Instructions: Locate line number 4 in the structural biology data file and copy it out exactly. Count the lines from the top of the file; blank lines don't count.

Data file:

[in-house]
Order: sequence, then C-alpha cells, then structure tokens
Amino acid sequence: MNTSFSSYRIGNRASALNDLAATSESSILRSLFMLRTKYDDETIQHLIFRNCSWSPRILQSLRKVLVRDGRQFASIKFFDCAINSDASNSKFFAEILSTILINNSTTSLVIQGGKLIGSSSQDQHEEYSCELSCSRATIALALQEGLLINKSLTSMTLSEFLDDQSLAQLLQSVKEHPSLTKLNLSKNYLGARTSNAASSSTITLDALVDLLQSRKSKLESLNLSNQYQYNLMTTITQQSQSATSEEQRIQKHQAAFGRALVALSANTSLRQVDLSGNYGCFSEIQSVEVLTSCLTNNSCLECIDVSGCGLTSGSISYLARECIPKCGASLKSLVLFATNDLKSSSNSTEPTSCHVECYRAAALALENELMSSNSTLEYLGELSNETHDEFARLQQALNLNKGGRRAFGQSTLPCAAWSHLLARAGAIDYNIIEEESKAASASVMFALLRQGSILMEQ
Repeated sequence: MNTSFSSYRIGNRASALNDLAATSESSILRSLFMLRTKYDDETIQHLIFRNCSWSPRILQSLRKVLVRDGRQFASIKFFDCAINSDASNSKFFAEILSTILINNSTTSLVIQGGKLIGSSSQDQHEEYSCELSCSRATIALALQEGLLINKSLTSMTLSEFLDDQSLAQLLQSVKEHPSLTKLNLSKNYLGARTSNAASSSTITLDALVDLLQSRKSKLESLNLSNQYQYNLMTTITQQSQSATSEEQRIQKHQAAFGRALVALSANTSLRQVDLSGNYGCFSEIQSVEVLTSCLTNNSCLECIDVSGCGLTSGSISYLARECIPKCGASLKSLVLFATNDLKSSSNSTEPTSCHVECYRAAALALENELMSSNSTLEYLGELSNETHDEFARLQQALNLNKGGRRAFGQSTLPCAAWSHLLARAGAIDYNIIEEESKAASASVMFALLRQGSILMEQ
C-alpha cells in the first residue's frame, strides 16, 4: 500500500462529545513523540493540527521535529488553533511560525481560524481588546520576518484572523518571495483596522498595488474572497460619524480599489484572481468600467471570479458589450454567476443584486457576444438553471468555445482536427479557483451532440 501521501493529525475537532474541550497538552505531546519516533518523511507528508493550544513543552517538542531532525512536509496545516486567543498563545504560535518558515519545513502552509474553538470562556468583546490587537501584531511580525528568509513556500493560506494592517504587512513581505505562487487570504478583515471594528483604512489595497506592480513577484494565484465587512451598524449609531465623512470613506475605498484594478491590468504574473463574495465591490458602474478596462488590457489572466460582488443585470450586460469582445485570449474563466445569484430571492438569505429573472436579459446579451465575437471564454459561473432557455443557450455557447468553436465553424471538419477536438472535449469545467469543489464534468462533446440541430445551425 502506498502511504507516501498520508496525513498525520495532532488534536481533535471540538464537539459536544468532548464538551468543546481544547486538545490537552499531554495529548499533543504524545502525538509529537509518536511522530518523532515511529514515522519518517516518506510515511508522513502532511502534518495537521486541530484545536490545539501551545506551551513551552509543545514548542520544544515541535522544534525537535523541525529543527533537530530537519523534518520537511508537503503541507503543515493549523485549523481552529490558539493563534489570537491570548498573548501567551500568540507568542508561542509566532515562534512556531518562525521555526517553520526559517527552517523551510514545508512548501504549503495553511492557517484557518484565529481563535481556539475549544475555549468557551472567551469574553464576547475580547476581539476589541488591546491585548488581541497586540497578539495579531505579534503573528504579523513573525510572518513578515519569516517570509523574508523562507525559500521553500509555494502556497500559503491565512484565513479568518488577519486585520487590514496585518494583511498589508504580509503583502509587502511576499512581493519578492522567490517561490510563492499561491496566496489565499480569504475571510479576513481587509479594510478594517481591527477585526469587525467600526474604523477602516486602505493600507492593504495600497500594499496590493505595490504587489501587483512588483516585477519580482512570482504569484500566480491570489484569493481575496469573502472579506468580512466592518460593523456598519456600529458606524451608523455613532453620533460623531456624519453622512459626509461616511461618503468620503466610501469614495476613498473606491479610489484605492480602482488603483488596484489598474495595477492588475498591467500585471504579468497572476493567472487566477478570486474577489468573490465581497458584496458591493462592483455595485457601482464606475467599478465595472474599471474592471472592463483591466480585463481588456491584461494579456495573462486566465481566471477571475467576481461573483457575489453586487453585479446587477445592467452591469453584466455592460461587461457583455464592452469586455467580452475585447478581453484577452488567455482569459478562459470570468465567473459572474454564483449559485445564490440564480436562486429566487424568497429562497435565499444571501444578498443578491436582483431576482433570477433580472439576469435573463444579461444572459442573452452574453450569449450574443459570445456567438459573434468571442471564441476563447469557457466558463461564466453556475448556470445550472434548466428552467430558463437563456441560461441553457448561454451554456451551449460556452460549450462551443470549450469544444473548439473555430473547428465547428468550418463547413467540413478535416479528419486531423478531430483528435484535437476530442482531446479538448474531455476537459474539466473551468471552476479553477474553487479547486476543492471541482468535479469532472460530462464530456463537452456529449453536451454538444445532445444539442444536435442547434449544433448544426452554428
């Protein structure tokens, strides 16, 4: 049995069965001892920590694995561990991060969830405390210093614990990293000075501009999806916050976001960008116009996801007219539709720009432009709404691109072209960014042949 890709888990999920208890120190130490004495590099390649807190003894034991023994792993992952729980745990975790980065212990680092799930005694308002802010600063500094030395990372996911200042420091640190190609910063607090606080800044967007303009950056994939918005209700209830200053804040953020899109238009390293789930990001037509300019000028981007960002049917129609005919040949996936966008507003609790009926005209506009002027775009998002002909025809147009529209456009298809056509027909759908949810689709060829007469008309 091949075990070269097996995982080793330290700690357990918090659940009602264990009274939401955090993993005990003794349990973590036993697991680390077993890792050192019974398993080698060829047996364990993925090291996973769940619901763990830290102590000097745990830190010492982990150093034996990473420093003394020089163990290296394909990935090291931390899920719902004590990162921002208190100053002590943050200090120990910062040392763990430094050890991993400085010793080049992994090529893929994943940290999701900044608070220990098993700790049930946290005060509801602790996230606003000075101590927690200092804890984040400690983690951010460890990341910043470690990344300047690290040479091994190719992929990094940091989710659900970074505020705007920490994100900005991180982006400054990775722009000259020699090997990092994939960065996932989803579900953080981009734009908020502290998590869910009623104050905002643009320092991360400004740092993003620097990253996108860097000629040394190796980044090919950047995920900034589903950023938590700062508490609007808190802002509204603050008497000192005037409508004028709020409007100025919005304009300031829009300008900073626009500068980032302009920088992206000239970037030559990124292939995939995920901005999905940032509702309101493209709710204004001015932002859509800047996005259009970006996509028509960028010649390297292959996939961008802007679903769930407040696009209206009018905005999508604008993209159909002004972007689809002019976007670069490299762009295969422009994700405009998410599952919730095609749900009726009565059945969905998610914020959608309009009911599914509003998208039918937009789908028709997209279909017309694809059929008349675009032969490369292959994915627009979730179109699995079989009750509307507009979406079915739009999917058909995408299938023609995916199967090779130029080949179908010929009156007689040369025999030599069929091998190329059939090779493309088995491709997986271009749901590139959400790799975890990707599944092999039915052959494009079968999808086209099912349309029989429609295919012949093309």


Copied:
Repeated sequence: MNTSFSSYRIGNRASALNDLAATSESSILRSLFMLRTKYDDETIQHLIFRNCSWSPRILQSLRKVLVRDGRQFASIKFFDCAINSDASNSKFFAEILSTILINNSTTSLVIQGGKLIGSSSQDQHEEYSCELSCSRATIALALQEGLLINKSLTSMTLSEFLDDQSLAQLLQSVKEHPSLTKLNLSKNYLGARTSNAASSSTITLDALVDLLQSRKSKLESLNLSNQYQYNLMTTITQQSQSATSEEQRIQKHQAAFGRALVALSANTSLRQVDLSGNYGCFSEIQSVEVLTSCLTNNSCLECIDVSGCGLTSGSISYLARECIPKCGASLKSLVLFATNDLKSSSNSTEPTSCHVECYRAAALALENELMSSNSTLEYLGELSNETHDEFARLQQALNLNKGGRRAFGQSTLPCAAWSHLLARAGAIDYNIIEEESKAASASVMFALLRQGSILMEQ